If all goes well, you will arrive at a proposition that is the conclusion of the argument (the result you were trying to prove). The conclusion is the result of the final step of inference. It is only a conclusion in the context of a particular argument; it could be a premise or an assumption in another argument. The conclusion is said to be affirmed based on the premises, and the inference from them. For example, “Since the master does not have a diploma and transcript from an accredited university, he must not be a Ph. D.”


Clearly, you may build a valid argument from true premises and arrive at a true conclusion. You may also build a valid argument from false premises, and arrive at a false conclusion. You may also start with false premises, proceed using valid inference, and reach a true conclusion. However, you cannot start with true premises, proceed using valid deductive inference, and then reach a false conclusion.

If an argument is valid, and it started from true premises, then it is called a sound argument and a sound argument must arrive at a true conclusion.

The following is an example of an argument that has an invalid inference:
  1. Premise: Taekwondo students are martial artists that workout in a dojang. (True)
  2. Premise: Karate students are martial artists. (True)
  3. Inference: Therefore, karate students workout in a dojang. (False)
  4. Conclusion: Both taekwondo students and karate students workout in a dojang. (False)
The following is an example of an argument that is valid but may or may not be sound:
  1. Premise: Every event has a cause.
  2. Premise: The universe has a beginning.
  3. Premise: All beginnings involve an event.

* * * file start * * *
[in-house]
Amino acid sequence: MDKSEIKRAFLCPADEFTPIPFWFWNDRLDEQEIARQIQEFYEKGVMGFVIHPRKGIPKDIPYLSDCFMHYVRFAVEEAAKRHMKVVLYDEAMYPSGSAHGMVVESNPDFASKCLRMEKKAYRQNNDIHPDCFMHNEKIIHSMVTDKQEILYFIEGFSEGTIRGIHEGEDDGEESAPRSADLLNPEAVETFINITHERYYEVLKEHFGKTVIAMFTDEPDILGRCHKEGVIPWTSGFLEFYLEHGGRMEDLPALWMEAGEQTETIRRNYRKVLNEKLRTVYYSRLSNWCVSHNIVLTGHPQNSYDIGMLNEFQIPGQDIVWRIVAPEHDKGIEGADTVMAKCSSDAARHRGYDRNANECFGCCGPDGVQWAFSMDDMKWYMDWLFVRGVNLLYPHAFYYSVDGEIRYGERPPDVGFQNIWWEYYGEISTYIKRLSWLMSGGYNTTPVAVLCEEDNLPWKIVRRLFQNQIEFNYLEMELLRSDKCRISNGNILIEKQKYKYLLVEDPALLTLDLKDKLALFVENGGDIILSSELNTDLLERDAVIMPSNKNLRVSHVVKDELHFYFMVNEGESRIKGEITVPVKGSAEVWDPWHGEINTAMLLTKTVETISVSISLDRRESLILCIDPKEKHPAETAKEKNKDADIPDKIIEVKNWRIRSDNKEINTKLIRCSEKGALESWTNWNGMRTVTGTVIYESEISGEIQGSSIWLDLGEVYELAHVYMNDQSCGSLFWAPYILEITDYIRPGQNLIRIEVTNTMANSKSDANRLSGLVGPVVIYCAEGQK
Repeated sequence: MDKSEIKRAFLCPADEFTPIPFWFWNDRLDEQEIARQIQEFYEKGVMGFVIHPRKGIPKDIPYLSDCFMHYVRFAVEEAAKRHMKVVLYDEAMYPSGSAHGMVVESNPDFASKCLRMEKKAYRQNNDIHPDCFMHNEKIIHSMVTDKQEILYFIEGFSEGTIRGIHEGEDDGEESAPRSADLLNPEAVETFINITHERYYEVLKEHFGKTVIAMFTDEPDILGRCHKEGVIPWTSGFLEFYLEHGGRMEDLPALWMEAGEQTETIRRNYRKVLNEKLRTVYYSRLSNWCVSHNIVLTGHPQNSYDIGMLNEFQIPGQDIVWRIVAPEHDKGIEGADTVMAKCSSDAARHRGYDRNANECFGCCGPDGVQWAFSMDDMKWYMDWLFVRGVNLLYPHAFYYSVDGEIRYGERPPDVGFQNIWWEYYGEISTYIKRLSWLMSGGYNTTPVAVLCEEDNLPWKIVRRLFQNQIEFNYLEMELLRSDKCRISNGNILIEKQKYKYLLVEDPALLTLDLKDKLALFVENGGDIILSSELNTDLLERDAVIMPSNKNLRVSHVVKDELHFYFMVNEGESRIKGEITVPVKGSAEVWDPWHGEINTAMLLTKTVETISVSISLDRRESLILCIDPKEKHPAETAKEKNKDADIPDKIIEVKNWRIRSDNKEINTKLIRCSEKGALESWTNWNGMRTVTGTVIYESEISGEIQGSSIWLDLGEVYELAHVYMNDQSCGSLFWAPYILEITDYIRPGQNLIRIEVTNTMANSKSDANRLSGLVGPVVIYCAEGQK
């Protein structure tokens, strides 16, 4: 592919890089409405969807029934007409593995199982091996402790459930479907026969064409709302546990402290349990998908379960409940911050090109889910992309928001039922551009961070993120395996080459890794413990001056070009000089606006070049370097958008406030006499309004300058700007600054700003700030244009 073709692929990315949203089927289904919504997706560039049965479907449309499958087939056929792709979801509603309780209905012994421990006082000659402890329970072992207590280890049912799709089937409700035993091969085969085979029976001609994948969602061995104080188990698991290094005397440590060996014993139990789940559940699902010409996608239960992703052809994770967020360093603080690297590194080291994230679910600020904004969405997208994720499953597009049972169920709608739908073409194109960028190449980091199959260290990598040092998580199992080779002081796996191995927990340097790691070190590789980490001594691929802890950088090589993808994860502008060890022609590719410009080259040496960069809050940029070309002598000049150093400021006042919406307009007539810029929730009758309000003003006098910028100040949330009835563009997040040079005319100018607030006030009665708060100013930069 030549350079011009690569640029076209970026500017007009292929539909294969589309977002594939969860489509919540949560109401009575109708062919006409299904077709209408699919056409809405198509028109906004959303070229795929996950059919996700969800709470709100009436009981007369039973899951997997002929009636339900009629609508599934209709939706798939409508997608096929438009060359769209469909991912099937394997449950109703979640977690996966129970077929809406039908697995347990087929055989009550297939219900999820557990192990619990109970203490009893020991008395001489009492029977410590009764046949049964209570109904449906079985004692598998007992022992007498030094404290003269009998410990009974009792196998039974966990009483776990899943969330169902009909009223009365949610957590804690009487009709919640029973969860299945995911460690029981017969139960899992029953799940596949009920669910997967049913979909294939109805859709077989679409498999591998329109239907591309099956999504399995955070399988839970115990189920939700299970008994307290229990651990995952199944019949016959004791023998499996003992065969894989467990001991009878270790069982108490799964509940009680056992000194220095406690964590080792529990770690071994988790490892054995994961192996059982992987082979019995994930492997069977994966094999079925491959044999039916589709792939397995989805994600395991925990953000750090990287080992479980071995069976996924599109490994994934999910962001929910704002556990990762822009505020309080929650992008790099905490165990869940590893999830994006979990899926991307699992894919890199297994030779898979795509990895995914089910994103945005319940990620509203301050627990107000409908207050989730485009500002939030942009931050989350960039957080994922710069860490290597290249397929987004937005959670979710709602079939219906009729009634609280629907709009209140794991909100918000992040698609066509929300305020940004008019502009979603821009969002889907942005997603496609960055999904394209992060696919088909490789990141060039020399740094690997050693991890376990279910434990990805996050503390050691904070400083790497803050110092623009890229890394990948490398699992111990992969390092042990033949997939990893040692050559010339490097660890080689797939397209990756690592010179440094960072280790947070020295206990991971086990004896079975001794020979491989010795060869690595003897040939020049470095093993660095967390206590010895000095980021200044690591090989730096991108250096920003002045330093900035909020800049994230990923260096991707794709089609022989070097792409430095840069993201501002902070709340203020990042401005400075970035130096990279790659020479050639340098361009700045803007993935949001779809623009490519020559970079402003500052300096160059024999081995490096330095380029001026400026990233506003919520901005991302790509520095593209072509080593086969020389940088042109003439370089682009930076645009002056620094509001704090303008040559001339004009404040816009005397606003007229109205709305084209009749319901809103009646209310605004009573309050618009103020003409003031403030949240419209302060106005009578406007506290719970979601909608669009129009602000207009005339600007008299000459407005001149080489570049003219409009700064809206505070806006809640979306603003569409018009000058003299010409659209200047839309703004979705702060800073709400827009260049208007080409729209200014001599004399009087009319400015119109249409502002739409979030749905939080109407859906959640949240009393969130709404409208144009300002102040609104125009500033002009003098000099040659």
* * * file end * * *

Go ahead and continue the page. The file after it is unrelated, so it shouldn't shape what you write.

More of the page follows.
4. Inference: This implies that the beginning of the universe involved an event.
  5. Inference: Therefore, the beginning of the universe had a cause.
  6. Conclusion: The universe had a cause.

The proposition in statement 4 is inferred from statements 2 and 3. Statement 1 is then used, with the proposition derived in statement 4, to infer a new proposition in statement 5. The result of the inference in statement 5 is then restated as the conclusion in statement 6.

Spotting arguments

Spotting an argument is harder than spotting a premise or a conclusion. Many people pepper their writing with assertions, without ever producing anything that might reasonably be called an argument.

Sometimes arguments do not follow the pattern described above. For example, people may state their conclusions first, and then justify them. This is valid, but it may be a bit confusing.

Some statements look like arguments but are not. For example:
"If the history of taekwondo is accurate, then General Choi must either have been a power-hungry pretender, or the founder of taekwondo."
This is not an argument; it is a conditional statement. It does not state the premises necessary to support its conclusion, and, even if you add those assertions, it still suffers from many other flaws.
An argument is also not the same as an explanation. Suppose that you are trying to argue that John believes that taekwondo is an ancient art, and you state:
"John said taekwondo is an ancient art because he believes taekwondo has its roots in the ancient art of subak"
This may appear to be a relevant argument, but it is not; it is an explanation of John's statement. To see this, remember that a statement of the form "X because Y" may be rephrased as an equivalent statement, of the form "Y, therefore, X." Doing this with this statement results in:
"John believes that taekwondo has its roots in the ancient art of subak, therefore he said that taekwondo was an ancient art."
Now it is clear that the statement, which seemed to be an argument, is actually assuming the result which it is supposed to be proving.

  • The Secular Web. [Online]. Available: